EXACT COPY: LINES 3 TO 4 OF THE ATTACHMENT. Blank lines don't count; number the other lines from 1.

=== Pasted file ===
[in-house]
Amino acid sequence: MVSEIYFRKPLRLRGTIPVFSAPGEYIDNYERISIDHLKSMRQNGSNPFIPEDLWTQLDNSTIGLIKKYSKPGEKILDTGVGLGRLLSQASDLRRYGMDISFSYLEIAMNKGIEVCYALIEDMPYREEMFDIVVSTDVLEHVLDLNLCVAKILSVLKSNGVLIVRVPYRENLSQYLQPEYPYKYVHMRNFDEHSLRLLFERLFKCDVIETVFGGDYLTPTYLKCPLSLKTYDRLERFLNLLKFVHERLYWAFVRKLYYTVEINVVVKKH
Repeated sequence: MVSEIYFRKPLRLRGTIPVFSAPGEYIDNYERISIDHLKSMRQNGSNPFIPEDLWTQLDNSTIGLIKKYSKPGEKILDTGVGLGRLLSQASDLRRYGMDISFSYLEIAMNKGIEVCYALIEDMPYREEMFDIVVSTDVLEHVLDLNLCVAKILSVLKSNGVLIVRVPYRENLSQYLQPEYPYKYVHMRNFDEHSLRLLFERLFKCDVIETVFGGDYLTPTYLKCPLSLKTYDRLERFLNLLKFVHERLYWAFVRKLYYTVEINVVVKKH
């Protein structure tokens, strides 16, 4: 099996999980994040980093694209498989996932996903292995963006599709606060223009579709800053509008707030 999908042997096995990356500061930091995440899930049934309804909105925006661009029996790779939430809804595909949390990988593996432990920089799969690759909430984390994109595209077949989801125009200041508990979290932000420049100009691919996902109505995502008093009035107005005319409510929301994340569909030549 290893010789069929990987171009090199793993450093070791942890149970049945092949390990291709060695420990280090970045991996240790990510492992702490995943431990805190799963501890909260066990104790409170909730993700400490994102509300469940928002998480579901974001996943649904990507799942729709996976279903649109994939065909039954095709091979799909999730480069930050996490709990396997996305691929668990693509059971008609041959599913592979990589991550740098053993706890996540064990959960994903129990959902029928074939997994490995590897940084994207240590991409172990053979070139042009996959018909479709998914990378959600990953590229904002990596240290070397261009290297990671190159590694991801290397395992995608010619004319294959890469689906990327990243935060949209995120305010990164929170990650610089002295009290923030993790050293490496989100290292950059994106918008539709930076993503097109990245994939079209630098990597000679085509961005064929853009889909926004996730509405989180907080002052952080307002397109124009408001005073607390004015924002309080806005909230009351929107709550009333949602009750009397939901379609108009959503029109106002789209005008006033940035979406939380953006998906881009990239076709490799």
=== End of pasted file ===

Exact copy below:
Repeated sequence: MVSEIYFRKPLRLRGTIPVFSAPGEYIDNYERISIDHLKSMRQNGSNPFIPEDLWTQLDNSTIGLIKKYSKPGEKILDTGVGLGRLLSQASDLRRYGMDISFSYLEIAMNKGIEVCYALIEDMPYREEMFDIVVSTDVLEHVLDLNLCVAKILSVLKSNGVLIVRVPYRENLSQYLQPEYPYKYVHMRNFDEHSLRLLFERLFKCDVIETVFGGDYLTPTYLKCPLSLKTYDRLERFLNLLKFVHERLYWAFVRKLYYTVEINVVVKKH
């Protein structure tokens, strides 16, 4: 099996999980994040980093694209498989996932996903292995963006599709606060223009579709800053509008707030 999908042997096995990356500061930091995440899930049934309804909105925006661009029996790779939430809804595909949390990988593996432990920089799969690759909430984390994109595209077949989801125009200041508990979290932000420049100009691919996902109505995502008093009035107005005319409510929301994340569909030549 290893010789069929990987171009090199793993450093070791942890149970049945092949390990291709060695420990280090970045991996240790990510492992702490995943431990805190799963501890909260066990104790409170909730993700400490994102509300469940928002998480579901974001996943649904990507799942729709996976279903649109994939065909039954095709091979799909999730480069930050996490709990396997996305691929668990693509059971008609041959599913592979990589991550740098053993706890996540064990959960994903129990959902029928074939997994490995590897940084994207240590991409172990053979070139042009996959018909479709998914990378959600990953590229904002990596240290070397261009290297990671190159590694991801290397395992995608010619004319294959890469689906990327990243935060949209995120305010990164929170990650610089002295009290923030993790050293490496989100290292950059994106918008539709930076993503097109990245994939079209630098990597000679085509961005064929853009889909926004996730509405989180907080002052952080307002397109124009408001005073607390004015924002309080806005909230009351929107709550009333949602009750009397939901379609108009959503029109106002789209005008006033940035979406939380953006998906881009990239076709490799």